June 6, 2006 - Fort Worth Star Telegram
Lake Monster may be myth, but exhibit is real
Fort Worth Star-Telegram
By Bud Kennedy, June 06, 2006
SAN ANTONIO - Bigfoot is back.
And he's in Texas.
To be exact, he's back in an animated version, standing between fake Big Thicket trees in a museum and welcoming tourists to an exhibit where even the name is skeptical: "Bigfoot in Texas?"
As it turns out, experts and hobbyists now track the mythical swamp beast's Texas appearances back to 1969 -- and Lake Worth.
No kidding. Our very own Lake Worth Monster -- the "Goat-Man," if you prefer -- is now considered the most famous of all Texas sasquatch sightings.
Police later blamed teenage pranksters. But one of the speakers Saturday at an Institute of Texan Cultures forum said he still thinks the Lake Worth Monster was real.
"You had several credible people saying they saw it," said Maine author Loren Coleman. "You had investigations. You had more than one incident.
"It was too involved for a prank."
The sign at the entry to the "Bigfoot in Texas?" exhibit, open through July 30, even bills the Lake Worth Monster alongside other Texas legends such as the Marion County Monster and something called the Hawley Him.
If you're new around here, back in summer 1969, a lot of people were seeing things. Some people thought they saw flying saucers. Some people thought they saw Soviet spies.
And some people thought they saw a 7-foot-tall half-man, half-goat threatening motorists near Lake Worth.
John Reichert of South Henderson Street was quoted in the Star-Telegram as saying it scratched his car. Jack Harris of Sansom Park said he saw it throw a tire 500 feet. Allen Plaster of Fort Worth, who owned women's wear shops, shot a photo of a large, furry-looking, light-colored blob.
That fall, Charles Buchanan said he saw a gorillalike creature. He threw a bag of leftover chicken at it, and it swam off toward Greer Island, where it has apparently lived ever since in an undisclosed location.
Police said later that Brewer High School students were found with a glow-in-the-dark mask and a gorilla costume. Experts back then said the first sightings were probably of a bobcat, and the guess was that the teenagers wanted to scare the curious crowds searching the lake.
If so, they not only scared the crowds but also wrote Bigfoot history.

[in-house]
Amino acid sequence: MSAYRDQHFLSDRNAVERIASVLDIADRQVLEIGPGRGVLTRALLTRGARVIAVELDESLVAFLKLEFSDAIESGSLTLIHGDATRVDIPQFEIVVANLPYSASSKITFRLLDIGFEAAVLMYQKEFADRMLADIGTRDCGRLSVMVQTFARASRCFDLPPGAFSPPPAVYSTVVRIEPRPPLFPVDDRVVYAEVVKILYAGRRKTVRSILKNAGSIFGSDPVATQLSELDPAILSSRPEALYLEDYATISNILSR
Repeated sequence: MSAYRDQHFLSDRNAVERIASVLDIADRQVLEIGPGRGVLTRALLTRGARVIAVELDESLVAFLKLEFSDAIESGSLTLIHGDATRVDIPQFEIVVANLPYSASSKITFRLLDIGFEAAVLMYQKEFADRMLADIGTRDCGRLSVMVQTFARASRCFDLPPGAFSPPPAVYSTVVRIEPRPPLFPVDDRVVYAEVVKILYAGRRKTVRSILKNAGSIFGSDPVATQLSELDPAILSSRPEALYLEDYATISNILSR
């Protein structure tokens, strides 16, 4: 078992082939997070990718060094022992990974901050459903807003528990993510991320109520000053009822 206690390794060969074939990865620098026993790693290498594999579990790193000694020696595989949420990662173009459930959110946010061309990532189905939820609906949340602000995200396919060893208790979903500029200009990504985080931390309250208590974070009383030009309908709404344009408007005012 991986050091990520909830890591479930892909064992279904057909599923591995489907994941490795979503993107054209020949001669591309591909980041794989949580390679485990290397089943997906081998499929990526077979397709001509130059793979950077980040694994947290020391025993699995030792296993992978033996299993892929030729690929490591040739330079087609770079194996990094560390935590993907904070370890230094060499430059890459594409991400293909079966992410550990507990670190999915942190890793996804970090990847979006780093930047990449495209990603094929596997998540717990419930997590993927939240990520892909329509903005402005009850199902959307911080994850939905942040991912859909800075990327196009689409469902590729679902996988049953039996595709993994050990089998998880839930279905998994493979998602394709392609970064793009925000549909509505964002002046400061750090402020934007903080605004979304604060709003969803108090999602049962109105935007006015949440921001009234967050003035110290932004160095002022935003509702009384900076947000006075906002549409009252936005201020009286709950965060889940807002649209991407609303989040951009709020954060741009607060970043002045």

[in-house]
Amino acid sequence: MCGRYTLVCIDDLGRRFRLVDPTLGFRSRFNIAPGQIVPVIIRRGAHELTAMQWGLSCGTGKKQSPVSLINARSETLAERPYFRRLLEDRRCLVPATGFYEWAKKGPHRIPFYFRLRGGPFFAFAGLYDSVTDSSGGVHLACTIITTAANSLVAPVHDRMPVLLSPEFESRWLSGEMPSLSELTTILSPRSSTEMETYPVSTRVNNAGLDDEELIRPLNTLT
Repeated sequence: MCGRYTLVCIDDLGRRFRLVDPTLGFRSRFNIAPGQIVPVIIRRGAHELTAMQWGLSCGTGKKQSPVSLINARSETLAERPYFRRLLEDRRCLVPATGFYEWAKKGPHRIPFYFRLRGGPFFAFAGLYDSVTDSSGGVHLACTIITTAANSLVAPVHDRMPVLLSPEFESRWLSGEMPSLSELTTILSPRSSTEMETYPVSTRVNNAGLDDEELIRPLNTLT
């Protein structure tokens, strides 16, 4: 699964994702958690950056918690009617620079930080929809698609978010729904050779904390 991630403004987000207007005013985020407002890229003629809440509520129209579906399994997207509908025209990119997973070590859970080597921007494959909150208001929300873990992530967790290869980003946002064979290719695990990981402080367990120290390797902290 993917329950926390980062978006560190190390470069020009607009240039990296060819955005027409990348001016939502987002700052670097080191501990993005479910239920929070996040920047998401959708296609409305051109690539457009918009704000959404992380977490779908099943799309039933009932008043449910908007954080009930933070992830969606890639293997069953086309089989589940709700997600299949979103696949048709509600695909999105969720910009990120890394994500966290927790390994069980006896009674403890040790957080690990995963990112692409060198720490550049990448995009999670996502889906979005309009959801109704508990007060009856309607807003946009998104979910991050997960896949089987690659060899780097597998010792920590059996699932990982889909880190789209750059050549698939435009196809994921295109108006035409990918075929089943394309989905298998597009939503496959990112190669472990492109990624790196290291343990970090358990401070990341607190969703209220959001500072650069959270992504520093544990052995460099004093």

In Dallas, 9-year-old Craig Woolheater was watching the breathless TV news coverage of the search.
If you think the TV newscasts made a big deal lately about a dead alligator in Lewisville Lake, imagine the coverage in the Texas summer of 1969, before we had the Rangers or Mavericks.
"I was already interested in the unusual -- dinosaurs, UFOs," Woolheater said. "All the news talked about was this monster." He visited his grandparents on Eagle Mountain Lake and imagined the monster roaming the shore.
As a teenager, he saw The Legend of Boggy Creek, a movie based on a Northeast Texas swamp creature tale. Then, in 1994, he and his wife saw something tall and furry walking on two legs alongside a highway outside Alexandria, La.
Now, he is the co-founder and director of the Dallas-based Texas Bigfoot Research Center, a Web site that sponsors an annual Bigfoot conference in Jefferson.
Woolheater's volunteers helped the Institute of Texan Cultures assemble the "Bigfoot in Texas?" exhibit, which the museum, backed by the University of Texas at San Antonio, offers not as science but as an example of Texas folklore.
A series of monthly lectures has reviewed Bigfoot evidence, as presented by Bigfoot hobbyists.
At the Saturday forum, author and mythbuster Benjamin Radford argued that Bigfoot is no more real than the legendary Texas horned rabbit called the jackalope.
"Why do people see Bigfoot?" Radford asked. "Because they see something, and they think, 'That must be Bigfoot.' Other people might think they saw a leprechaun or a dragon. The same thing goes for the Chupacabra."
In San Antonio, the legend of El Chupacabras is more vivid than Bigfoot. When a dead animal found on a nearby ranch last year was reported jokingly to be the legendary bloodsucking flying beast, hundreds of residents drove to Elmendorf to see photos of what turned out to be a mange-ridden dog or coyote.
"If people in New Mexico find cattle killed, they blame it on UFOs," Radford said. "If the same thing happens in Puerto Rico, it's the Chupacabra. In Montana, it's Satanic worship.
"Bigfoot is the same way. People use Bigfoot to explain an experience. The sightings are misunderstandings or hoaxes. Or people saw a large, hairy animal and thought it was Bigfoot."
In the crowd was one tourist who knows her hoaxes.
Linda Weems Johnson, 57, of Houston is a great-niece of T.J. Weems, a Wise County blacksmith who was quoted in The Dallas Morning News in 1897 as saying that a "native of the planet Mars" had crashed a spaceship in the town of Aurora. The "Aurora Spaceman," probably a stunt to draw attention to the town, is now the subject of his own movie and legend.
"I can see how stories like Bigfoot get started," Johnson said. "I come from a big, very Celtic family. Our tradition involves a lot of myths and storytelling."
Her husband, Scott Johnson, said he can easily believe in both the Aurora Spaceman and the Lake Worth Monster.
"I think there's too much evidence out there," he said. "There are too many witnesses. I don't think they all just misunderstood what they saw."
Real or hoax, Bigfoot is now big business. Both authors Saturday were doing a brisk book trade. The museum gift shop was almost sold out of T-shirts and mugs with the face of a Texas Bigfoot.
He's a star.
And to think -- we knew him when he was just our little Goat-Man.
© Fort Worth Star-Telegram